- With the flu, you will likely feel sick “everywhere” – like your whole body is completely exhausted and sore. Most of the time, a cold only makes your head and face feel sick.
- With the flu, your symptoms will become more pronounced very quickly – even within the course of a single day. A cold takes several days to build, and even at its height, it won’t be as severe as the flu.
While these things may be relatively simple to watch for in yourself, you may have a harder time recognizing when a case of the sniffles is more than just a cold in a child. Here are some things to be on the lookout for when dealing with a sick child:
- If they act as though they simply cannot wake up, or they don’t interact when they are awake, their cold may be more than just a cold.
- If a young child does not want to be held, that could be a sign that their body is sore.
- If their fever includes a rash, you should get to a doctor to check for the flu.
- If you can’t get them to eat or drink anything at all, or they show other signs of dehydration, such as no tears when they cry, you could be looking at something more serious than a cold.
If any of these symptoms show themselves when you have cold-like symptoms, it’s likely that you are experiencing the early signs of the flu.
When you suspect that you have the flu, the first thing you should do is seek treatment from a doctor. If the signs of a flu are all present, your doctor may choose to not perform any tests on you. However, most of the time, you will first be tested for the flu.
The flu test is known as the Rapid Influenza Diagnostic Test, or RIDT, and can be used to test for Type A and Type B Influenza, including H1N1. The nurse or doctor will take a swab from inside your nostril, and use it to test for the flu. This is generally best done within the first 48 hours of getting sick, or at least the first four days, which is why it is so important that you go to the doctor the minute you start to suspect it’s more than just a cold.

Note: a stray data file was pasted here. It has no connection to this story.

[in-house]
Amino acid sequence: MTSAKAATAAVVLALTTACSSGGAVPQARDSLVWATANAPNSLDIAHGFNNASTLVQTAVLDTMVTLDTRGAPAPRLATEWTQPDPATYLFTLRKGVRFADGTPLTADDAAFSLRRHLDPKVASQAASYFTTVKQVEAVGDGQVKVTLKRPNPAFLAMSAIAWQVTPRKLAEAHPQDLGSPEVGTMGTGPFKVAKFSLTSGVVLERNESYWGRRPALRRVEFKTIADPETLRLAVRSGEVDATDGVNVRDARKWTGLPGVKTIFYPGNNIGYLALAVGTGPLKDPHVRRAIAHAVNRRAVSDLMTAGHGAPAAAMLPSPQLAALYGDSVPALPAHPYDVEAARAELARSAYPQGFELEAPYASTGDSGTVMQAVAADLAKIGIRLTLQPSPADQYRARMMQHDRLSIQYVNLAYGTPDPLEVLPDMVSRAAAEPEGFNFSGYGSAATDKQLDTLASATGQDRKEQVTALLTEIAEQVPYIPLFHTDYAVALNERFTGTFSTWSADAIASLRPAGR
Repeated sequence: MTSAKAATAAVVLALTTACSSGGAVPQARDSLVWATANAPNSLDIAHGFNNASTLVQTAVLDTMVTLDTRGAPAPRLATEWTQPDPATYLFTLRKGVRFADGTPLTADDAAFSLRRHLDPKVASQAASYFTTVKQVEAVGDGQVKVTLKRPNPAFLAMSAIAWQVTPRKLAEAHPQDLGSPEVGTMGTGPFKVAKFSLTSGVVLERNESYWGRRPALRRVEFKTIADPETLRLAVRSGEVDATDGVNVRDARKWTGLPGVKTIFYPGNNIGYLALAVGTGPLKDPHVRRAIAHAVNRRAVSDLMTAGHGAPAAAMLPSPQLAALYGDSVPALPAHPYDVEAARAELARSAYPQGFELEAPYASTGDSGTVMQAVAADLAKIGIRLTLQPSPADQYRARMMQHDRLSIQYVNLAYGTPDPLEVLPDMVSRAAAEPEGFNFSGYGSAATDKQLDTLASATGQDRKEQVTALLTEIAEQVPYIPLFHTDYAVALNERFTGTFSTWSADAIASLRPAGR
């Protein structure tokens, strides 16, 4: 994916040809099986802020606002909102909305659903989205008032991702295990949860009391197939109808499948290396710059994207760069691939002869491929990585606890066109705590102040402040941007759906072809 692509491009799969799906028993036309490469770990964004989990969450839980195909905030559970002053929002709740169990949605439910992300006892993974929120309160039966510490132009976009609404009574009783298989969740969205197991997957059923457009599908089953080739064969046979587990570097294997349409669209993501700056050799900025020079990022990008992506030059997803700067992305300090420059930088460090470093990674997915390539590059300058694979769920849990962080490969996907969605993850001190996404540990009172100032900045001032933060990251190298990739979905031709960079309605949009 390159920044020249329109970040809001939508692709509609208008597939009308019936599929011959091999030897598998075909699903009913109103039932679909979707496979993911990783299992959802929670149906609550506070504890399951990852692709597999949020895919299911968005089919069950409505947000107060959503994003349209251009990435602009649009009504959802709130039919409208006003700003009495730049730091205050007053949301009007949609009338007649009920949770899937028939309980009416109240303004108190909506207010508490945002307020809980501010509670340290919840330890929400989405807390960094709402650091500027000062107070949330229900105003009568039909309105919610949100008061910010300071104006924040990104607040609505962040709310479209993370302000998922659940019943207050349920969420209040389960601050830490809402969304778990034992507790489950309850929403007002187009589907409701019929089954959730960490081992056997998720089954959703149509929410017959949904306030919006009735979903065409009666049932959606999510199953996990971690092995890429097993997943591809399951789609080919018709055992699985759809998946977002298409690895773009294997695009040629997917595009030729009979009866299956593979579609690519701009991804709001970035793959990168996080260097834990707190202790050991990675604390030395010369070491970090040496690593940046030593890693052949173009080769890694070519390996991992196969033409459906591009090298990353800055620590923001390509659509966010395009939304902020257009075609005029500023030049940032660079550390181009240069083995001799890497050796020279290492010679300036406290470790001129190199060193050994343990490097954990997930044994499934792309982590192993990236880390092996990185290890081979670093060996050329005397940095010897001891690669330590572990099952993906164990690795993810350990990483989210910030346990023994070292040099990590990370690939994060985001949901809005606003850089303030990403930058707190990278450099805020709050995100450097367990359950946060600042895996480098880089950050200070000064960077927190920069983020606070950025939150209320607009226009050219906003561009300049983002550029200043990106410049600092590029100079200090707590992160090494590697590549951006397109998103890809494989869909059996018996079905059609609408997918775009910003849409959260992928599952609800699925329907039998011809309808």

While the RIDT will be able to accurately diagnose the presence of the influenza virus, it cannot tell what type of specific flu strain you may have. In order to identify a specific type of flu, a viral culture would have to be performed, which can take up to two weeks in a lab.
Most of the time, flu tests are very accurate. Occasionally, a flu test may return a negative result when a person does have the flu, usually when they’ve already begun shedding the virus and are in the healing stage. False positives are rarer, but being treated for the flu if you don’t have it is very unlikely to hurt you – so it’s best to assume that the test is accurate, and be treated accordingly.